Nationally, there has been a big uproar as of late over partisan gerrymandering — the practice of drawing legislative districts to benefit one party or the other.

Democrats have been using partisan gerrymandering as an excuse for why they can’t win back the U.S. House of Representatives, and as a result, progressive groups have been pushing for bipartisan redistricting reform recently. They’ve advanced a number of lawsuits challenging both state legislative district maps and congressional maps all over the country, and several of these cases have been, or will be, heard by the U.S. Supreme Court.

Liberal groups appear to believe that the implementation of fairer maps nationwide would make it easier to elect Democrats, but a recent analysis by the website FiveThirtyEight shows that might not be the case.

Their Atlas of Redistricting project allows users to apply different standards to congressional maps in a single state or nationwide — and the results are quite interesting.

Of the seven different options they present, only applying very partisan gerrymandering nationwide gives either party enough safe seats to be assured of a majority. Since redistricting is largely implemented at the state level, it would be virtually impossible for either party to apply this formula. All of the other options produce more competitive districts than there are right now, but each formula results in more safe Republican seats than Democratic ones.

Generally, the minority party in a particular state tends to favor bipartisan redistricting reforms, while the majority party wants to have say over the map. In Maryland, for example, Republican Gov. Larry Hogan has pushed for redistricting reform, while in Wisconsin it has been Democrats fighting for the cause all the way to the Supreme Court. It’s easy to see why Republicans in Wisconsin like the maps as they are: They control the statehouse and the Wisconsin Senate and hold five of the state’s eight congressional seats. However, Republicans nationwide shouldn’t fear bipartisan redistricting reform, as it would only hurt the party as a whole if the party were completely incapable of winning competitive districts.

Here in Maine, legislative redistricting hasn’t been that much of a hot-button issue, as we’ve essentially adopted what reformers want: a bipartisan commission.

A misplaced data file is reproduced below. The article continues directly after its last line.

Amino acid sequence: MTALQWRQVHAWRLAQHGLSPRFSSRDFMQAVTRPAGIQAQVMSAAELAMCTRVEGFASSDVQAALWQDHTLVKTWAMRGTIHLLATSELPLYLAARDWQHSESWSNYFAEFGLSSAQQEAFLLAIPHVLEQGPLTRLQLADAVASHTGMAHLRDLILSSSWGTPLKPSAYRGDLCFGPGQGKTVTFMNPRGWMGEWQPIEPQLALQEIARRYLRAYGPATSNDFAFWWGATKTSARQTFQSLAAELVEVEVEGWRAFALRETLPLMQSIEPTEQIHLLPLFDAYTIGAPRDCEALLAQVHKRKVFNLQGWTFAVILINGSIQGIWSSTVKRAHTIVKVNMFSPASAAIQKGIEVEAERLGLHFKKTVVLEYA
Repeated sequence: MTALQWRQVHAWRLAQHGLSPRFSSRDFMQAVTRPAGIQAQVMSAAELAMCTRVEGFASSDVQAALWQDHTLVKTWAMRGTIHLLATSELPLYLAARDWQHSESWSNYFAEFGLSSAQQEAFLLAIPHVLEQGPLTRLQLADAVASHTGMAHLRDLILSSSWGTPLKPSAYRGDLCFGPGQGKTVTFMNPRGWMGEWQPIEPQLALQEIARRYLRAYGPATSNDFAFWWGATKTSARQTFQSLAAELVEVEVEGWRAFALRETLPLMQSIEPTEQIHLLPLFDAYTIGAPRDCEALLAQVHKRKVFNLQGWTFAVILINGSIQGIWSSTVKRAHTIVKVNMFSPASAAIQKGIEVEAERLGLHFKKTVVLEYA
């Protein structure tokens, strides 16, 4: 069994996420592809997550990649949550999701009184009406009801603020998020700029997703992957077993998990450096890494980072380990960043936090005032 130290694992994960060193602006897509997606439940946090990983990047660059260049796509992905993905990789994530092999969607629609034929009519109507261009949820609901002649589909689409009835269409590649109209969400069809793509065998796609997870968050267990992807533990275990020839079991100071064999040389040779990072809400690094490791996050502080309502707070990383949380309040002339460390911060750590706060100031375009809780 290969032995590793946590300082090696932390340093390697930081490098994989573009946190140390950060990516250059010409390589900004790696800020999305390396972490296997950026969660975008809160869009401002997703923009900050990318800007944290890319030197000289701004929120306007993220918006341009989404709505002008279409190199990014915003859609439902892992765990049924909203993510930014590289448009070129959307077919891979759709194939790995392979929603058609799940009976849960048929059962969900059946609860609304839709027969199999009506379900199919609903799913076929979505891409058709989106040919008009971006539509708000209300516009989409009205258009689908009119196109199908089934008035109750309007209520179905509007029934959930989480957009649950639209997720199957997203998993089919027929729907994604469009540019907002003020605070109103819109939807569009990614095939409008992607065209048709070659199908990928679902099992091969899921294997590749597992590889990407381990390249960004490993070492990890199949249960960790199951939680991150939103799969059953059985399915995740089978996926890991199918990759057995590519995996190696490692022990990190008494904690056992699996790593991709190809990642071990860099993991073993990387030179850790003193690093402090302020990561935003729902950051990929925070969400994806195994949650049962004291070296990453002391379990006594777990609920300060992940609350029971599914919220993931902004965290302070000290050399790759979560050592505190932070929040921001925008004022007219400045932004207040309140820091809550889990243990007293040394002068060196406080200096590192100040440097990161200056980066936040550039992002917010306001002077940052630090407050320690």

While that commission only advises the Legislature, if lawmakers fail to compromise on new maps the task falls to the Maine Supreme Judicial Court, which has historically done a good job creating balanced maps when they’ve had to step in. That’s resulted in Maine having many competitive state legislative seats, with each chamber up for grabs in every election. When drawing the congressional maps, only having two seats in the House has meant that reapportionment usually consists of a few tweaks to the existing map.

In 2011, that almost was not the case, as Republicans on the bipartisan commission presented a plan to completely redraw the congressional map. Their proposal would have put the midcoast and Kennebec County in the 2nd District, while moving Oxford and Androscoggin counties into the 1st (and dividing Franklin County). There was a strong argument to be made that these new districts were much more compact — indeed, FiveThirtyEight’s compact map for Maine looks very similar to this proposal.

Democrats strongly objected, however, as Reps. Mike Michaud and Chellie Pingree would have been moved into the same district. Though that plan didn’t end up passing, the Democrats’ concerns didn’t have much staying power, as the Republican Party picked up Michaud’s seat a few years later. Shortly after that confrontation, the Legislature tweaked the congressional redistricting process to require a two-thirds majority to pass the next map.

It’s long past time for the rest of the country to start following Maine’s lead and establish a fair, independent, bipartisan process for redistricting.

While having more competitive districts might terrify partisans, it would be good for Congress as a whole. Increasing the number of competitive districts would force individual members to be responsive to a broader constituency rather than being able to rely on securing their base to win elections. That, in turn, could do a great deal to reduce the influence of the extremists in both parties, and of ideologically driven special-interest groups that can have enormous sway in primaries.

Right now, we have a Congress that is too often paralyzed by partisan fervor. The basics of governing are being neglected in favor of grandstanding, and that’s not good for the country. Bipartisan redistricting reform could bring more sensible voices to Congress, and either party could benefit if they end up fielding reasonable, electable candidates.

Jim Fossel, a conservative activist from Gardiner, worked for Sen. Susan Collins. He can be contacted at: [email protected]

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